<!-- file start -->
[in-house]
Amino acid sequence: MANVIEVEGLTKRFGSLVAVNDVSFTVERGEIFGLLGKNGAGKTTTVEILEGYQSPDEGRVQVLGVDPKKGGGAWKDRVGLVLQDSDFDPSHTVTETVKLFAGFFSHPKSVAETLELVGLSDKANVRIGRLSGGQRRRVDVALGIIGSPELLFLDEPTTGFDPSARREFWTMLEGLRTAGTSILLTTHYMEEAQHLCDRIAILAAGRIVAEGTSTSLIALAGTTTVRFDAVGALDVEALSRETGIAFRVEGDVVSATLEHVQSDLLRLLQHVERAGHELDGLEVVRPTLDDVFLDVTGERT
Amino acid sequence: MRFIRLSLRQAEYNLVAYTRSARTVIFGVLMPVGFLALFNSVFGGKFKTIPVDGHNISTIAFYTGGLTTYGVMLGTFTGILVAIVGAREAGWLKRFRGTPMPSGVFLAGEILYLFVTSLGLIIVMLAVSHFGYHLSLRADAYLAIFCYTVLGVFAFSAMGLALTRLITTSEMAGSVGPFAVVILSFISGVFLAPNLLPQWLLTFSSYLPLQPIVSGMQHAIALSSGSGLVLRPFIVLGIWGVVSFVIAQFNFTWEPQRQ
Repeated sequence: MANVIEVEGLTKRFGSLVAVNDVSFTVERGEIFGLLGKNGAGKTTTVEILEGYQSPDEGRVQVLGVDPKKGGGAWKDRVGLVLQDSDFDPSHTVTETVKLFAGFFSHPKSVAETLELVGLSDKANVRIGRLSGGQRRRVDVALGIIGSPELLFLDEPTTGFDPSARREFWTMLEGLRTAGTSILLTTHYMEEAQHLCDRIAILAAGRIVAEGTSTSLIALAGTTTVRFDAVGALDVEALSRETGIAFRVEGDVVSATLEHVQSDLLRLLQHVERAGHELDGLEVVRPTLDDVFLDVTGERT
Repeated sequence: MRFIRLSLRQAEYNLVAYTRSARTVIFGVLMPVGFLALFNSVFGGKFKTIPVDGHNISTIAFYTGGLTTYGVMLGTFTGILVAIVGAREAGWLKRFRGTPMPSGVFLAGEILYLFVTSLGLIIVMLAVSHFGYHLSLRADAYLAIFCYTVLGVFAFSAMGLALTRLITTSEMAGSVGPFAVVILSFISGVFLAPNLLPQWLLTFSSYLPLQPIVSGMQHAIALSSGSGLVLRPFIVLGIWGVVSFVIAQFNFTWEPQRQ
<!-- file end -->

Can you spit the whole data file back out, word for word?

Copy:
[in-house]
Amino acid sequence: MANVIEVEGLTKRFGSLVAVNDVSFTVERGEIFGLLGKNGAGKTTTVEILEGYQSPDEGRVQVLGVDPKKGGGAWKDRVGLVLQDSDFDPSHTVTETVKLFAGFFSHPKSVAETLELVGLSDKANVRIGRLSGGQRRRVDVALGIIGSPELLFLDEPTTGFDPSARREFWTMLEGLRTAGTSILLTTHYMEEAQHLCDRIAILAAGRIVAEGTSTSLIALAGTTTVRFDAVGALDVEALSRETGIAFRVEGDVVSATLEHVQSDLLRLLQHVERAGHELDGLEVVRPTLDDVFLDVTGERT
Amino acid sequence: MRFIRLSLRQAEYNLVAYTRSARTVIFGVLMPVGFLALFNSVFGGKFKTIPVDGHNISTIAFYTGGLTTYGVMLGTFTGILVAIVGAREAGWLKRFRGTPMPSGVFLAGEILYLFVTSLGLIIVMLAVSHFGYHLSLRADAYLAIFCYTVLGVFAFSAMGLALTRLITTSEMAGSVGPFAVVILSFISGVFLAPNLLPQWLLTFSSYLPLQPIVSGMQHAIALSSGSGLVLRPFIVLGIWGVVSFVIAQFNFTWEPQRQ
Repeated sequence: MANVIEVEGLTKRFGSLVAVNDVSFTVERGEIFGLLGKNGAGKTTTVEILEGYQSPDEGRVQVLGVDPKKGGGAWKDRVGLVLQDSDFDPSHTVTETVKLFAGFFSHPKSVAETLELVGLSDKANVRIGRLSGGQRRRVDVALGIIGSPELLFLDEPTTGFDPSARREFWTMLEGLRTAGTSILLTTHYMEEAQHLCDRIAILAAGRIVAEGTSTSLIALAGTTTVRFDAVGALDVEALSRETGIAFRVEGDVVSATLEHVQSDLLRLLQHVERAGHELDGLEVVRPTLDDVFLDVTGERT
Repeated sequence: MRFIRLSLRQAEYNLVAYTRSARTVIFGVLMPVGFLALFNSVFGGKFKTIPVDGHNISTIAFYTGGLTTYGVMLGTFTGILVAIVGAREAGWLKRFRGTPMPSGVFLAGEILYLFVTSLGLIIVMLAVSHFGYHLSLRADAYLAIFCYTVLGVFAFSAMGLALTRLITTSEMAGSVGPFAVVILSFISGVFLAPNLLPQWLLTFSSYLPLQPIVSGMQHAIALSSGSGLVLRPFIVLGIWGVVSFVIAQFNFTWEPQRQ